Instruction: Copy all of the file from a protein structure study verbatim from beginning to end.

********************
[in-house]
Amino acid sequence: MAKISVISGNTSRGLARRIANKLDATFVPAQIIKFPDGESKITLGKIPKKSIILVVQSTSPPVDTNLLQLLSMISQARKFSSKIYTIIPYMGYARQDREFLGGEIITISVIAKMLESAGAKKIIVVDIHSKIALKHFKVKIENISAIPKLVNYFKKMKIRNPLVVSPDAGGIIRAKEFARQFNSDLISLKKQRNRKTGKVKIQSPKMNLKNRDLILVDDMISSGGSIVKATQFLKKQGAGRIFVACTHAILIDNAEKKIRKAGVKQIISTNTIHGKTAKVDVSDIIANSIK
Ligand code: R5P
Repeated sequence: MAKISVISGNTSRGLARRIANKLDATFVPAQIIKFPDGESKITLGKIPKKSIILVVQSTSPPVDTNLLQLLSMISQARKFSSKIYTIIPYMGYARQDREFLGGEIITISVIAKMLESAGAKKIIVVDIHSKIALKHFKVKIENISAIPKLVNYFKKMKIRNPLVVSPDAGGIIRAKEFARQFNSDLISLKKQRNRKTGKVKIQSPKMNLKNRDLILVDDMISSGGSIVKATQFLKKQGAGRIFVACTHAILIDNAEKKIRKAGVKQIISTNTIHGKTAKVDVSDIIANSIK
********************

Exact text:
[in-house]
Amino acid sequence: MAKISVISGNTSRGLARRIANKLDATFVPAQIIKFPDGESKITLGKIPKKSIILVVQSTSPPVDTNLLQLLSMISQARKFSSKIYTIIPYMGYARQDREFLGGEIITISVIAKMLESAGAKKIIVVDIHSKIALKHFKVKIENISAIPKLVNYFKKMKIRNPLVVSPDAGGIIRAKEFARQFNSDLISLKKQRNRKTGKVKIQSPKMNLKNRDLILVDDMISSGGSIVKATQFLKKQGAGRIFVACTHAILIDNAEKKIRKAGVKQIISTNTIHGKTAKVDVSDIIANSIK
Ligand code: R5P
Repeated sequence: MAKISVISGNTSRGLARRIANKLDATFVPAQIIKFPDGESKITLGKIPKKSIILVVQSTSPPVDTNLLQLLSMISQARKFSSKIYTIIPYMGYARQDREFLGGEIITISVIAKMLESAGAKKIIVVDIHSKIALKHFKVKIENISAIPKLVNYFKKMKIRNPLVVSPDAGGIIRAKEFARQFNSDLISLKKQRNRKTGKVKIQSPKMNLKNRDLILVDDMISSGGSIVKATQFLKKQGAGRIFVACTHAILIDNAEKKIRKAGVKQIISTNTIHGKTAKVDVSDIIANSIK